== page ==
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Definition of "Clamp Current" spec please

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Electrojim
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2019/11/11 12:50:01 (permalink)
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Definition of "Clamp Current" spec please

I'm planning to use a 16F18855 in my very first PIC project, and have a question involving the I/O pins.  I'm assuming that, like most CMOS parts, there's an internal diode from these pins pointing toward Vdd and one pointing to the pin from Vss (ground).  Is the spec reference to 'Clamp Current' what one of these pins can safely absorb when a voltage outside the PIC's supply rails is applied from an impedance-limited source?  In particular, if one is using a higher voltage logic in other circuitry, and applies it to a PIC input pin through a high value resistor, will this compromise the PIC?  In my circuit, I have an op-amp output that can go a +9V rail, and maybe down to -1V under some circumstances.  Would a 10k resistor to the PIC pin protect the input?  I know that it would work with a 4000-series CMOS part, but using something like a hex inverter to cap voltages at 0 and +5V would be overkill if the PIC does the same thing.  Thanks!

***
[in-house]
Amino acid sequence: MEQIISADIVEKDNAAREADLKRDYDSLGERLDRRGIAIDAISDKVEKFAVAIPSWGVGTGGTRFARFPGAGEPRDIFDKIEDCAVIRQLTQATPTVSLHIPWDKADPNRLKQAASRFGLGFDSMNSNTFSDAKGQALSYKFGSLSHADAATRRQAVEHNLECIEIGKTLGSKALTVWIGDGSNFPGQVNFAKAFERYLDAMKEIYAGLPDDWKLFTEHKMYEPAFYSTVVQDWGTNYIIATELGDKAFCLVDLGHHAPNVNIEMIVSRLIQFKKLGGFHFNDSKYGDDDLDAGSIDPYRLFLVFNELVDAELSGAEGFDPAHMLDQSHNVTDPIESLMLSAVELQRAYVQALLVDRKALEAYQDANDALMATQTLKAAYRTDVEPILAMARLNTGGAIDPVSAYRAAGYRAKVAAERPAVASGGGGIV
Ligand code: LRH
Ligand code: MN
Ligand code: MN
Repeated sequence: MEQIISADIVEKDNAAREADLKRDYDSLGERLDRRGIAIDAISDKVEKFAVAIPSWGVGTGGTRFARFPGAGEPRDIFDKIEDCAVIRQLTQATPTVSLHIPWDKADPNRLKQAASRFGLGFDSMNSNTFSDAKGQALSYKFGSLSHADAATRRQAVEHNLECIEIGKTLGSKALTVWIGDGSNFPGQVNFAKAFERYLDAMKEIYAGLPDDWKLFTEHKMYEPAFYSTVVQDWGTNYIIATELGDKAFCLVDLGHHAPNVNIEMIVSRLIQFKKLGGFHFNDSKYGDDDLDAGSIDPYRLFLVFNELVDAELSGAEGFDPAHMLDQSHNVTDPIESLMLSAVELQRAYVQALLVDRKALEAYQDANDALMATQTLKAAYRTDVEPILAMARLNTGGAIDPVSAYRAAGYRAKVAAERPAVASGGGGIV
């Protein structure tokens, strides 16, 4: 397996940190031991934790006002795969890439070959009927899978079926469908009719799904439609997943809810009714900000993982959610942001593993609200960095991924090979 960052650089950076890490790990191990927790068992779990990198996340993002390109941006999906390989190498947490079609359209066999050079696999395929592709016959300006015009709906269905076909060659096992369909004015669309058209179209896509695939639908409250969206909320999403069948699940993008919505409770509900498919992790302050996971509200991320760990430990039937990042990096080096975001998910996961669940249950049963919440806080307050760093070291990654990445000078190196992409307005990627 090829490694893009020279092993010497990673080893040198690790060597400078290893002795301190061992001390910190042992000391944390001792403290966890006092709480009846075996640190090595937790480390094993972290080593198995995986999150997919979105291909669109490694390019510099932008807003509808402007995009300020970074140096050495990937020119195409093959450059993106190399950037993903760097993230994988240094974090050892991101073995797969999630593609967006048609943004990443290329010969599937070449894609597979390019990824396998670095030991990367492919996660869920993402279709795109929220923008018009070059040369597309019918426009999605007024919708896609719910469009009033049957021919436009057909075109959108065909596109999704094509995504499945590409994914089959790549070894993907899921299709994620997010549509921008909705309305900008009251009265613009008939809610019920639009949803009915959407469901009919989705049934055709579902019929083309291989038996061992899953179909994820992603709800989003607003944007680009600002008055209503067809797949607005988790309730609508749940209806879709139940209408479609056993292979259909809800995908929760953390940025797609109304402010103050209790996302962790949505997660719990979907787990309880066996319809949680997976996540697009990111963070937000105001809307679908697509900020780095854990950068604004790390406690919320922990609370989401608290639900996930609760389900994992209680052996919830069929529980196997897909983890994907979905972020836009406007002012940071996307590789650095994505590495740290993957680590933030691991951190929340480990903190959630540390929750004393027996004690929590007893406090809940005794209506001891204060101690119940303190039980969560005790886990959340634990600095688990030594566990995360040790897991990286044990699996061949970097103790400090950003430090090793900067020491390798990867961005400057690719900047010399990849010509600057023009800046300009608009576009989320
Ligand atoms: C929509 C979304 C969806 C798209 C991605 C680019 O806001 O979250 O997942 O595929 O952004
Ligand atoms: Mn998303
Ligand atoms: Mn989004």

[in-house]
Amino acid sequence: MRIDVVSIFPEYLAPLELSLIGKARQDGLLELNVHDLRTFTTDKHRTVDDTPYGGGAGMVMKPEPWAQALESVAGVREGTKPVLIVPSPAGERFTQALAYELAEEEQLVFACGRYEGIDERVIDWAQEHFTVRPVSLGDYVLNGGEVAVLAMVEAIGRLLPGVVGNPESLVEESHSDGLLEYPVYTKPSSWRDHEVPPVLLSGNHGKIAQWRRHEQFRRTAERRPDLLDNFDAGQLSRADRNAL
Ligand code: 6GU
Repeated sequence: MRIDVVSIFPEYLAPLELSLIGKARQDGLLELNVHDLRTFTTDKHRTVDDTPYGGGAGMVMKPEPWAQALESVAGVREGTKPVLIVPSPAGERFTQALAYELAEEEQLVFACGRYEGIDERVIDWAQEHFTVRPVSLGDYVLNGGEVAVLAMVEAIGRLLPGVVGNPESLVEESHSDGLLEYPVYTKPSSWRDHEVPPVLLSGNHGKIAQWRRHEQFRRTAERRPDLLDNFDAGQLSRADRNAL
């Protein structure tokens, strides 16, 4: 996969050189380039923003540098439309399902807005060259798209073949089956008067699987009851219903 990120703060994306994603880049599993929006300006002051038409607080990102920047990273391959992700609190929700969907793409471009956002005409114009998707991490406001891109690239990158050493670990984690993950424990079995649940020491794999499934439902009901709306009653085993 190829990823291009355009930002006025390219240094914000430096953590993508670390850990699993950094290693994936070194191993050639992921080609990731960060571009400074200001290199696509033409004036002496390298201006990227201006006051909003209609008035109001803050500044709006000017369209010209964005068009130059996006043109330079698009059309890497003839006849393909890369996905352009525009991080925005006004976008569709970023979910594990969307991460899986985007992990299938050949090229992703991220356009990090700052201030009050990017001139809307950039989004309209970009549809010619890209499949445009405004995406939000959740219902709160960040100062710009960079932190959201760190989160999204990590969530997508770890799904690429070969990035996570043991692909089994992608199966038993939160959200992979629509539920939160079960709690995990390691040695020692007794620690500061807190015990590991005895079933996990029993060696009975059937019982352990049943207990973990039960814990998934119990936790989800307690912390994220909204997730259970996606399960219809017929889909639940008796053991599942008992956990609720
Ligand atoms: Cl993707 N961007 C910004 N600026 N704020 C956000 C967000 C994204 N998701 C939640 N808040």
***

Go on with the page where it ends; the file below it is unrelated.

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    mbrowning
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    Re: Definition of "Clamp Current" spec please 2019/11/11 13:08:25 (permalink)
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    Clamp current is an absolute max value above which damage will occur. The absolute max on all IO pins (but MCLR) is 0.3V outside the rails which will prevent any diode current.
     
    Although in many applications you can get away with it, operationally you should avoid any protection diode current. You risk raising Vdd above specification, and any current through the protection diodes will tend to result in poor accuracy of the ADC and other analog circuits.
     
    It is true that for old PICs the internal protection diodes were often used as you describe in various apnotes, but for modern process geometries this is not recommended.

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    ric
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    Re: Definition of "Clamp Current" spec please 2019/11/11 14:42:20 (permalink)
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    This
    mbrowning
    ...  any current through the protection diodes will tend to result in poor accuracy of the ADC and other analog circuits.

    Bottom line, if you are using the ADC, do not allow ANY current to flow through the protection diodes!
     
    A rail to rail opamp powered from Vdd and Vss would protect your PIC.
    You would have to determine if that would still work correctly in your analog circuit.
     

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